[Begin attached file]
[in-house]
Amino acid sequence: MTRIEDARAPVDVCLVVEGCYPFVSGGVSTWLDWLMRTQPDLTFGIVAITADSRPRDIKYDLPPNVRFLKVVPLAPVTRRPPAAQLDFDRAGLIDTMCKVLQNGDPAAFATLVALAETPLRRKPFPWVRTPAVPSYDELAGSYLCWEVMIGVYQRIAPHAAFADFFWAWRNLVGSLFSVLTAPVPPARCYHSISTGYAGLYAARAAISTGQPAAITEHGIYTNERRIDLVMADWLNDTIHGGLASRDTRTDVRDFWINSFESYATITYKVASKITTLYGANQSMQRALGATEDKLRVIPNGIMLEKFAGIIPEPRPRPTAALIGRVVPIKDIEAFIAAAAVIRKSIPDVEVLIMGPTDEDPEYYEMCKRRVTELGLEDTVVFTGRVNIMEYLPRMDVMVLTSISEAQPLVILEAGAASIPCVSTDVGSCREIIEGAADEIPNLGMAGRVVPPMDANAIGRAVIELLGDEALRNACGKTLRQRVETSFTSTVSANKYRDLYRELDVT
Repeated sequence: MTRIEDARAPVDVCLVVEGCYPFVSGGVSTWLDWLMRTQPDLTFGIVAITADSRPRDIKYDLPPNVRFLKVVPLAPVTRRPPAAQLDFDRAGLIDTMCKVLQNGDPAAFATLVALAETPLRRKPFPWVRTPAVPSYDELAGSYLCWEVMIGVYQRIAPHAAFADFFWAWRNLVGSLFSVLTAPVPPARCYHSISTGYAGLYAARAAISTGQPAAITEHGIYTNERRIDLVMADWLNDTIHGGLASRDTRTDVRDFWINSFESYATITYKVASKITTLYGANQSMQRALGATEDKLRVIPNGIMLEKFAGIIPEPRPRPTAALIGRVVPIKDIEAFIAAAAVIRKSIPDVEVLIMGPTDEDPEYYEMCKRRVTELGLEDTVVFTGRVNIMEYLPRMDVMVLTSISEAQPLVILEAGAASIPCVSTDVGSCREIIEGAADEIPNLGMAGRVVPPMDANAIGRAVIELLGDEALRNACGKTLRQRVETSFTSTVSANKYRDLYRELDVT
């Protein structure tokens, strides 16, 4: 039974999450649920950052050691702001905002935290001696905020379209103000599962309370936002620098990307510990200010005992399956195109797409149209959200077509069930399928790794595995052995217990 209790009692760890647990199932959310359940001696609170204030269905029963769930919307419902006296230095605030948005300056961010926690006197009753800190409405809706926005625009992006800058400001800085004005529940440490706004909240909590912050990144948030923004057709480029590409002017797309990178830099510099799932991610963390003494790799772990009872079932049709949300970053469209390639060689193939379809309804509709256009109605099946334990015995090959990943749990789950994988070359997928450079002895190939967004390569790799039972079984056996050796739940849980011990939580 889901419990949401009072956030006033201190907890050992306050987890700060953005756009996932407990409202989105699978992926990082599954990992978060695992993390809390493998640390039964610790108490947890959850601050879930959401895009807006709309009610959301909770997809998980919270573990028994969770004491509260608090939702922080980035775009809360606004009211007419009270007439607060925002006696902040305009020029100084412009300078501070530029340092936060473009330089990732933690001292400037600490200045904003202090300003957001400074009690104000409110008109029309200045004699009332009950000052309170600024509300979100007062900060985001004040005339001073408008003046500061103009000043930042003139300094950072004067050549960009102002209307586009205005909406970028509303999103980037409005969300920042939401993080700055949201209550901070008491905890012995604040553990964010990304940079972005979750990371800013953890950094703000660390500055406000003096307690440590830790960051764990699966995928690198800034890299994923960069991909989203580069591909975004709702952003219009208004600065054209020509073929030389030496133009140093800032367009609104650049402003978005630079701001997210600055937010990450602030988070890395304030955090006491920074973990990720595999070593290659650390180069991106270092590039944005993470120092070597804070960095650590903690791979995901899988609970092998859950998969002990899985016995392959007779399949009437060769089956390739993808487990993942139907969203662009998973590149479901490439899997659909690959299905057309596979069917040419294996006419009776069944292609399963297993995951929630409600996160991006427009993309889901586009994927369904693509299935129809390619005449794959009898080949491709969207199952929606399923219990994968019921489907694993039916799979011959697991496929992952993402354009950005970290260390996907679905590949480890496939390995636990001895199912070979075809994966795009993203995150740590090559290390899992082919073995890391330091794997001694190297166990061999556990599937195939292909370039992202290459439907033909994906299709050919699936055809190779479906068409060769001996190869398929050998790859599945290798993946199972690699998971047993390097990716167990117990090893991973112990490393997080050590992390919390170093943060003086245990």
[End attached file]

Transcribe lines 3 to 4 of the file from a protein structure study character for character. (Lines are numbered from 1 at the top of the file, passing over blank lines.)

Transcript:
Repeated sequence: MTRIEDARAPVDVCLVVEGCYPFVSGGVSTWLDWLMRTQPDLTFGIVAITADSRPRDIKYDLPPNVRFLKVVPLAPVTRRPPAAQLDFDRAGLIDTMCKVLQNGDPAAFATLVALAETPLRRKPFPWVRTPAVPSYDELAGSYLCWEVMIGVYQRIAPHAAFADFFWAWRNLVGSLFSVLTAPVPPARCYHSISTGYAGLYAARAAISTGQPAAITEHGIYTNERRIDLVMADWLNDTIHGGLASRDTRTDVRDFWINSFESYATITYKVASKITTLYGANQSMQRALGATEDKLRVIPNGIMLEKFAGIIPEPRPRPTAALIGRVVPIKDIEAFIAAAAVIRKSIPDVEVLIMGPTDEDPEYYEMCKRRVTELGLEDTVVFTGRVNIMEYLPRMDVMVLTSISEAQPLVILEAGAASIPCVSTDVGSCREIIEGAADEIPNLGMAGRVVPPMDANAIGRAVIELLGDEALRNACGKTLRQRVETSFTSTVSANKYRDLYRELDVT
């Protein structure tokens, strides 16, 4: 039974999450649920950052050691702001905002935290001696905020379209103000599962309370936002620098990307510990200010005992399956195109797409149209959200077509069930399928790794595995052995217990 209790009692760890647990199932959310359940001696609170204030269905029963769930919307419902006296230095605030948005300056961010926690006197009753800190409405809706926005625009992006800058400001800085004005529940440490706004909240909590912050990144948030923004057709480029590409002017797309990178830099510099799932991610963390003494790799772990009872079932049709949300970053469209390639060689193939379809309804509709256009109605099946334990015995090959990943749990789950994988070359997928450079002895190939967004390569790799039972079984056996050796739940849980011990939580 889901419990949401009072956030006033201190907890050992306050987890700060953005756009996932407990409202989105699978992926990082599954990992978060695992993390809390493998640390039964610790108490947890959850601050879930959401895009807006709309009610959301909770997809998980919270573990028994969770004491509260608090939702922080980035775009809360606004009211007419009270007439607060925002006696902040305009020029100084412009300078501070530029340092936060473009330089990732933690001292400037600490200045904003202090300003957001400074009690104000409110008109029309200045004699009332009950000052309170600024509300979100007062900060985001004040005339001073408008003046500061103009000043930042003139300094950072004067050549960009102002209307586009205005909406970028509303999103980037409005969300920042939401993080700055949201209550901070008491905890012995604040553990964010990304940079972005979750990371800013953890950094703000660390500055406000003096307690440590830790960051764990699966995928690198800034890299994923960069991909989203580069591909975004709702952003219009208004600065054209020509073929030389030496133009140093800032367009609104650049402003978005630079701001997210600055937010990450602030988070890395304030955090006491920074973990990720595999070593290659650390180069991106270092590039944005993470120092070597804070960095650590903690791979995901899988609970092998859950998969002990899985016995392959007779399949009437060769089956390739993808487990993942139907969203662009998973590149479901490439899997659909690959299905057309596979069917040419294996006419009776069944292609399963297993995951929630409600996160991006427009993309889901586009994927369904693509299935129809390619005449794959009898080949491709969207199952929606399923219990994968019921489907694993039916799979011959697991496929992952993402354009950005970290260390996907679905590949480890496939390995636990001895199912070979075809994966795009993203995150740590090559290390899992082919073995890391330091794997001694190297166990061999556990599937195939292909370039992202290459439907033909994906299709050919699936055809190779479906068409060769001996190869398929050998790859599945290798993946199972690699998971047993390097990716167990117990090893991973112990490393997080050590992390919390170093943060003086245990």